Agnes Ginn was Chelmsford born and raised. She worked as a silk minder, cook and charwoman before marrying at the age of 37 in September 1911. By 1914 they had moved to Townfield Street and it was there they were killed in May 1943 during the 'Chelmsford Blitz' when their house was destroyed by a parachute landmine.

Agnes was born in Chelmsford in 1874, the daughter of John Edward Ginn and Mary Ann Ginn. She gained a sister, Ellen Louisa Ginn, born in 1882.

The 1881 census found seven year-old at 3 French’s Yard, Moulsham Street, Chelmsford accompanied by her mother (a charwoman), sister and a cousin. A decade later 17 year-old Agnes was living with her mother and sister at 3 Roger’s Yard, Moulsham Street. Agnes was a silk minder, her mother remained a char woman. In 1901 the census recorded Agnes, aged 28, living with James Neave, a civil engineer and his wife, in New London Road, Chelmsford. Agnes was a cook. In 1911 the census listed 37 year-old Agnes living with her mother and sister ar Roger’s Yard, Moulsham Street. Agnes was a charwoman; her sister was a cook. Later that year, on 24th September, Agnes married George Edward Bonner at St. John’s Church, Moulsham. At the time Agnes was 37 years old, and lived at Roper’s Square off Moulsham Street, Chelmsford. George was 34 years old, employed as a painter, and lived at 15 Springfield Road.

In 1913 Agnes and her husband were living at 24 Glebe Road in Chelmsford. By the autumn of 1914 they had moved to 46 Townfield Street, Chelmsford, which was their home for the rest of their lives.

Agnes’ mother died in 1923.

In the early hours of 14th May 1943 Chelmsford experienced what was to prove to be its heaviest air raid of the war. In a sharp attack that lasted for just over an hour, the German air force, the Luftwaffe, dropped a large number of high explosive, incendiaries and parachute landmines which caused extensive damage to residential, commercial and industrial properties in the town, and led to the deaths of more than 50 people and became known locally as the 'Chelmsford Blitz'.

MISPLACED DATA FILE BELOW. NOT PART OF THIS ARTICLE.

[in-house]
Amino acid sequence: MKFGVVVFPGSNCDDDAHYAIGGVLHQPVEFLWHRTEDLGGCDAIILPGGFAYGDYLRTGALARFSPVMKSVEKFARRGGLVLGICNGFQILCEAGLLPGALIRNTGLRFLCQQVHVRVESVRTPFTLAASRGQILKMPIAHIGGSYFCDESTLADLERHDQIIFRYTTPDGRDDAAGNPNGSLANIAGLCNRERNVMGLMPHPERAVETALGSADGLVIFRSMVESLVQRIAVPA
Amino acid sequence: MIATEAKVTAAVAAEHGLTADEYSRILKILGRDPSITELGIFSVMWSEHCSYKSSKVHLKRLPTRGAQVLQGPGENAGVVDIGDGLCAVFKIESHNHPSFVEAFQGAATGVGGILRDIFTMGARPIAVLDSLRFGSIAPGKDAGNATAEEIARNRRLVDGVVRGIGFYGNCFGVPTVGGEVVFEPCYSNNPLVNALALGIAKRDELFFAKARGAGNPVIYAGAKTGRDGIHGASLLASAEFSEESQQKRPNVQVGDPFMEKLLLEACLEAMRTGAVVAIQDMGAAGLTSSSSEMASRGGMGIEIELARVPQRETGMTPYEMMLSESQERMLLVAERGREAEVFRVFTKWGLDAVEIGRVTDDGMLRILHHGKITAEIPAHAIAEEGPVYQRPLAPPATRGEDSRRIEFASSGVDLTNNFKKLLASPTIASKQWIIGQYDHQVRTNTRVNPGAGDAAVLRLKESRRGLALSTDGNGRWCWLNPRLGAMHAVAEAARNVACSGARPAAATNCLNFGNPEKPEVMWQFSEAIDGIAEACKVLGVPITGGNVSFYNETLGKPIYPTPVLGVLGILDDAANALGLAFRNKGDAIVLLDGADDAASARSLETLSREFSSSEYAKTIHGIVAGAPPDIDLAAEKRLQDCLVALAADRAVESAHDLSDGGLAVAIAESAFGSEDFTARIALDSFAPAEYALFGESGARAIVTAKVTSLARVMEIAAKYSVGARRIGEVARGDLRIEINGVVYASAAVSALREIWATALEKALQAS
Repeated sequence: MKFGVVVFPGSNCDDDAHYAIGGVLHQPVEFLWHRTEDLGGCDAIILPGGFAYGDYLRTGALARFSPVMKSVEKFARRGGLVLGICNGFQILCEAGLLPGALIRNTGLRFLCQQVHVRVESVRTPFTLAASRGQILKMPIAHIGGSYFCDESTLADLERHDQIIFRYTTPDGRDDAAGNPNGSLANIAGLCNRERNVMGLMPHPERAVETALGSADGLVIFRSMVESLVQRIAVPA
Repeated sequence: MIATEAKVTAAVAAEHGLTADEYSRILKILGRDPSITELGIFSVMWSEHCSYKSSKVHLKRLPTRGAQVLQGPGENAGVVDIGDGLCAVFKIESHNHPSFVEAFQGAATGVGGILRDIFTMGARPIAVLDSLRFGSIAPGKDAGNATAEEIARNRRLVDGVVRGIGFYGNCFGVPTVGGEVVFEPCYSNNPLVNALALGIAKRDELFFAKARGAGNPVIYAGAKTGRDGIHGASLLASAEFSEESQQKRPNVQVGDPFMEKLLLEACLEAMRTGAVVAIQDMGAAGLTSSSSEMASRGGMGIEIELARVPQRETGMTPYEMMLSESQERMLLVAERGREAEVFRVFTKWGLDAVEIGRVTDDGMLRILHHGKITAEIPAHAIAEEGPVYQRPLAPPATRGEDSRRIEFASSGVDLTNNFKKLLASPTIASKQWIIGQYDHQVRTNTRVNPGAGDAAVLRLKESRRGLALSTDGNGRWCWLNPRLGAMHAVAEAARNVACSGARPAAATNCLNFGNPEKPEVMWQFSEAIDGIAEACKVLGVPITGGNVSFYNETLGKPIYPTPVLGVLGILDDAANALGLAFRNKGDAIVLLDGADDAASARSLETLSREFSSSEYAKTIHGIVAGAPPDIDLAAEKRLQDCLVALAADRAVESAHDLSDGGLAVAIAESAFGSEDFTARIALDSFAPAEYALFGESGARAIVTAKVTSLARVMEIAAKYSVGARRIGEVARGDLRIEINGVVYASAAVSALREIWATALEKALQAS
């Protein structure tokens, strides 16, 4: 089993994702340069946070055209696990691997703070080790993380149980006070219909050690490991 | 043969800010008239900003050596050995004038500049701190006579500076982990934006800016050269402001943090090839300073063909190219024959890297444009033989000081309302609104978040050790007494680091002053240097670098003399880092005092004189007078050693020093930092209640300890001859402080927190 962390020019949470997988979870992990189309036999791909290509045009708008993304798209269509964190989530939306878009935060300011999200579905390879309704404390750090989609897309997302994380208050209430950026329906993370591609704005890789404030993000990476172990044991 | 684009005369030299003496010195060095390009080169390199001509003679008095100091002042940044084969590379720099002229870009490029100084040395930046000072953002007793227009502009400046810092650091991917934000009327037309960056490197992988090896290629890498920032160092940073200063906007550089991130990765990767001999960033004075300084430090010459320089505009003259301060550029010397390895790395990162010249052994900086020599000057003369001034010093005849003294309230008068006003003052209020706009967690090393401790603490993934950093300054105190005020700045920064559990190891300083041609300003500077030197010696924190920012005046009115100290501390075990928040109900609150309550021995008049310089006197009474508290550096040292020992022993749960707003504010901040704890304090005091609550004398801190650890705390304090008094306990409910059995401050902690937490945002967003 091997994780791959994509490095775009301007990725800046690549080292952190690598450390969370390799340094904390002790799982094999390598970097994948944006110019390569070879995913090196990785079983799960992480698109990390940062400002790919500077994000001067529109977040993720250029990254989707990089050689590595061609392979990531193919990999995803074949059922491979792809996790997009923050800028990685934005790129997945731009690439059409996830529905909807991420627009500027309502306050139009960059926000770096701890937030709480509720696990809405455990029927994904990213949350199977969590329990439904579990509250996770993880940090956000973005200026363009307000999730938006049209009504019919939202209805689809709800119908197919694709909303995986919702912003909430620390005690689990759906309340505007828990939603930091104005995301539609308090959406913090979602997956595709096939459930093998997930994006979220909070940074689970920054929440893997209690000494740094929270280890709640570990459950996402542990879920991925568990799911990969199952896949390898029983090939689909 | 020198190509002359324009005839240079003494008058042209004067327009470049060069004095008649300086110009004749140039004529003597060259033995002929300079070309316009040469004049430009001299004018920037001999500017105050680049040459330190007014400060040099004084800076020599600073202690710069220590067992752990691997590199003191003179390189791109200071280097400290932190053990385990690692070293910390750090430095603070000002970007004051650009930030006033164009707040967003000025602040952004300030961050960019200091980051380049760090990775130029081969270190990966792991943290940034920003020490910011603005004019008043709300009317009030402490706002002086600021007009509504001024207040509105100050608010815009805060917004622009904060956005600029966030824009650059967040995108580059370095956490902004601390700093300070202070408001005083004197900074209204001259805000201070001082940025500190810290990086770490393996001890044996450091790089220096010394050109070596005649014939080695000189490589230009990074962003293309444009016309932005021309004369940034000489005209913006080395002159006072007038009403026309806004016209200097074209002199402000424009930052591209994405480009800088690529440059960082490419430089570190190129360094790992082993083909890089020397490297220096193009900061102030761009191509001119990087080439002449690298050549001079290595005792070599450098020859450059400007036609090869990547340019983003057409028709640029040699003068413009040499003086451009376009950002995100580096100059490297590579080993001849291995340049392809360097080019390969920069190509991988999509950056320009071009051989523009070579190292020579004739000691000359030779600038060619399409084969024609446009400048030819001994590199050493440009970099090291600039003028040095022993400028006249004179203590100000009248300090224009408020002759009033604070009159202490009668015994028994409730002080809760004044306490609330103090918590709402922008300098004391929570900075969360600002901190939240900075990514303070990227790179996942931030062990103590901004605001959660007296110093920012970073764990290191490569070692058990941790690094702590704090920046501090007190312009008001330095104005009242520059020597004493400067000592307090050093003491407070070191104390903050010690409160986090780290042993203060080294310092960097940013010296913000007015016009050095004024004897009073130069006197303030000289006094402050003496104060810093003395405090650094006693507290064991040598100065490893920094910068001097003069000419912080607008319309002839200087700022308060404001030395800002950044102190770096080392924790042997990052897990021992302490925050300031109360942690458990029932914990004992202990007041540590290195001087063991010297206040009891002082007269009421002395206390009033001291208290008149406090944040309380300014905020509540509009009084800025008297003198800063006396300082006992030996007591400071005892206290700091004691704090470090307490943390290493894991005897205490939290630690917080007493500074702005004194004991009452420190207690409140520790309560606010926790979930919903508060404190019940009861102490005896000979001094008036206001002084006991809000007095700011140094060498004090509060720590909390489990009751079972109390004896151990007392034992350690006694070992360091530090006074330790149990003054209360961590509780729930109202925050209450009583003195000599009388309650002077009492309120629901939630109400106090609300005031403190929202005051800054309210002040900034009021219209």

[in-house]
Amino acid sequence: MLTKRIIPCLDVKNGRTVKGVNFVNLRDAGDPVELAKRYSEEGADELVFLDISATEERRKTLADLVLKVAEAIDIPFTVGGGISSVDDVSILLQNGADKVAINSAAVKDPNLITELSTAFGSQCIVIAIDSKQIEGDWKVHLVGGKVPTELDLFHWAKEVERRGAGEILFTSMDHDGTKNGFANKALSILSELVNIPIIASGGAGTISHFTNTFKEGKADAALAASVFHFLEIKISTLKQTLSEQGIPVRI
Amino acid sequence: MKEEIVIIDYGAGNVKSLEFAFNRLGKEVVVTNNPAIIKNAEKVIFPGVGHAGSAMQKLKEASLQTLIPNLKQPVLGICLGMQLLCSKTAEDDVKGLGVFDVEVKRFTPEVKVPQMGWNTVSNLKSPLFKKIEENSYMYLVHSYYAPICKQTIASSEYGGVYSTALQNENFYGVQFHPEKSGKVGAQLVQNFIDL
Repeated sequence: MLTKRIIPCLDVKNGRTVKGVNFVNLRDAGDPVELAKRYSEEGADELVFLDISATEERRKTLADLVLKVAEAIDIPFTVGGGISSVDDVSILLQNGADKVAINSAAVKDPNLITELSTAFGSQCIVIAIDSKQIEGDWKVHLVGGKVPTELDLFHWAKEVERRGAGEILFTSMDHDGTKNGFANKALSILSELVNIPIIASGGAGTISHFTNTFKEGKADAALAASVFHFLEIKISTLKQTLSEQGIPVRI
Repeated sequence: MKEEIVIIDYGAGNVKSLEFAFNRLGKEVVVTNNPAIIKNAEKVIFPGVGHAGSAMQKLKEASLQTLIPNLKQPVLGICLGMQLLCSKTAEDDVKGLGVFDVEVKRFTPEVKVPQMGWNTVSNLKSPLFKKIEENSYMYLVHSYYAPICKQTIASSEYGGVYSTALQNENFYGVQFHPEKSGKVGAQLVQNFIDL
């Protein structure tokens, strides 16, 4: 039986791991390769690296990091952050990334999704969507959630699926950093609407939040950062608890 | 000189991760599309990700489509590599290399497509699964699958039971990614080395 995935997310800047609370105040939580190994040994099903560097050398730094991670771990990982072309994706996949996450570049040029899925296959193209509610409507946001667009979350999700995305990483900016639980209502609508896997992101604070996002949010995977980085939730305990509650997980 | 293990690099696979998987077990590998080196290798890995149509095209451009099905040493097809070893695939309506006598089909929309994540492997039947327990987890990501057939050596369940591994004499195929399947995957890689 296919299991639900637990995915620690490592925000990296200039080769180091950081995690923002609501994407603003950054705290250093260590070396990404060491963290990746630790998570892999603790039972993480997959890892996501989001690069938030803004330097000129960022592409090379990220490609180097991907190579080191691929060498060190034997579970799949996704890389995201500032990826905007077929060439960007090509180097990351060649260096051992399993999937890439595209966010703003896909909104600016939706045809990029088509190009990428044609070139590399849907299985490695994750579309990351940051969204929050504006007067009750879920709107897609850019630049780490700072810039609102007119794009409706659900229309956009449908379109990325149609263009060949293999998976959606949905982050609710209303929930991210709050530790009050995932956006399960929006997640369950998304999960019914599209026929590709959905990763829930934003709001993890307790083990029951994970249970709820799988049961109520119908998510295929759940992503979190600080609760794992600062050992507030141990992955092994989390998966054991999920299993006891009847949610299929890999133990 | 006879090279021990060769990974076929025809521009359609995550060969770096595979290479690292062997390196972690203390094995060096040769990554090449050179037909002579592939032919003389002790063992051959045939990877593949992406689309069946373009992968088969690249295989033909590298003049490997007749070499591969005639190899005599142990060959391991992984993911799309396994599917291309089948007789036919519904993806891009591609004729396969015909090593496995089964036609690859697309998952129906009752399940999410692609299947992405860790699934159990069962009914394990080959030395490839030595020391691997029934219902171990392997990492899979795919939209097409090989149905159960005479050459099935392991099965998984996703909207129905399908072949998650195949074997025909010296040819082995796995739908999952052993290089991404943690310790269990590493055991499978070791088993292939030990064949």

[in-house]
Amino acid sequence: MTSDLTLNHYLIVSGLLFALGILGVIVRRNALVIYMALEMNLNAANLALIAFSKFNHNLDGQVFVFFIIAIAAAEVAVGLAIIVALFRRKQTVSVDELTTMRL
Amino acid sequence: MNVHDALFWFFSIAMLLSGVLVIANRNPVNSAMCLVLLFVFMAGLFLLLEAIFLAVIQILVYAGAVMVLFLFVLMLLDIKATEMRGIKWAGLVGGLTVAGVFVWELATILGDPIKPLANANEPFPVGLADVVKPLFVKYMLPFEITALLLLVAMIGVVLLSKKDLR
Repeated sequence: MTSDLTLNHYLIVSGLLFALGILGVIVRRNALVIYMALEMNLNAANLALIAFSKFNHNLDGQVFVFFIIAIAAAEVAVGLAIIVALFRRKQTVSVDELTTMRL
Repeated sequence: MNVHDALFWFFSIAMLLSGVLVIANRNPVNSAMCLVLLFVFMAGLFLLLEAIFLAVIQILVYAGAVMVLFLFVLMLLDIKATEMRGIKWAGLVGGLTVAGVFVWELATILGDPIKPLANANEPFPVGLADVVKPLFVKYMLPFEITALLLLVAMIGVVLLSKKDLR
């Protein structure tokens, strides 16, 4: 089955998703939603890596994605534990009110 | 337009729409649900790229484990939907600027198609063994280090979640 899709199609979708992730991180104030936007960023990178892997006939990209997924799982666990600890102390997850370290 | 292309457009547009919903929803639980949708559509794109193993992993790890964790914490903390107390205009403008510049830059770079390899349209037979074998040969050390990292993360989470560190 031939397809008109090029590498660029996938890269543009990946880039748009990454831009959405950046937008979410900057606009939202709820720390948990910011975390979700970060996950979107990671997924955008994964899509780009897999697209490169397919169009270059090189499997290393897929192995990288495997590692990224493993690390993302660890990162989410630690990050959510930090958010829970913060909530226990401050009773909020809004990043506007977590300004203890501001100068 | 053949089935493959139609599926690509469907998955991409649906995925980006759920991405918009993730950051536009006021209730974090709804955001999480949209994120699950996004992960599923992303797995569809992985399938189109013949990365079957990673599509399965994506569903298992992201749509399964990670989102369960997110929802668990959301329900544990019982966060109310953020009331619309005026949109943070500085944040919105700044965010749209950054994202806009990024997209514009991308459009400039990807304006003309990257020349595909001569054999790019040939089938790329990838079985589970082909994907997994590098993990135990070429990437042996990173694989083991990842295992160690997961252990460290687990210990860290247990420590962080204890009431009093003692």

During the raid a pair of parachute landmines, apparently intended for Marconi’s factory, narrowly missed the factory and struck residential areas. One fell to the north-west of the factory and scored a direct hit on 8 Victoria Crescent.

Agnes BONNER (nee GINN), Civilian

Killed in air raid at 46 Townfield Street, Chelmsford. Aged 69

The other parachute landmine fell a couple of hundred yards south, in between Townfield Street, Chapel Place, Mill Lane and Railway Street. It detonated directly behind 45 & 46 Townfield Street and 1 & 2 Mill Road, leaving a water-filled crater 35 feet across. The explosion caused a considerable amount of damage to nearby buildings in the four surrounding streets, but only inflicted two fatalities, Agnes and her husband, who were killed at their terraced home, 46 Townfield Street.

The property was demolished by the blast along with its immediate neighbours, numbers 45 & 47. The remaining 11 houses on the south-eastern side of the road, numbers 35, 36, 37, 38, 39, 40. 41, 42, 43, 44 & 45 were all damaged beyond repair. Opposite them, all 25 properties in the terrace from number 1 The Royal Steamer P.H. to number 25 The White Horse P.H. were seriously damaged. Beyond Glebe Road the remaining nine houses, numbers 26 to 34 Townfield Street were damaged to a similar degree.

The whole block formed by Townfield Street, Chapel Place, Mill Road

and Railway Street was subsequently purchased after the war by the Council for use as a car park - initially a surface one which was replaced by a multi-storey version several decades later.

Agnes and George were both buried at Chelmsford Borough Cemetery in an unmarked grave (number 5441) on 21st May 1943. Their service was conducted by the Reverend T. H. Cullen.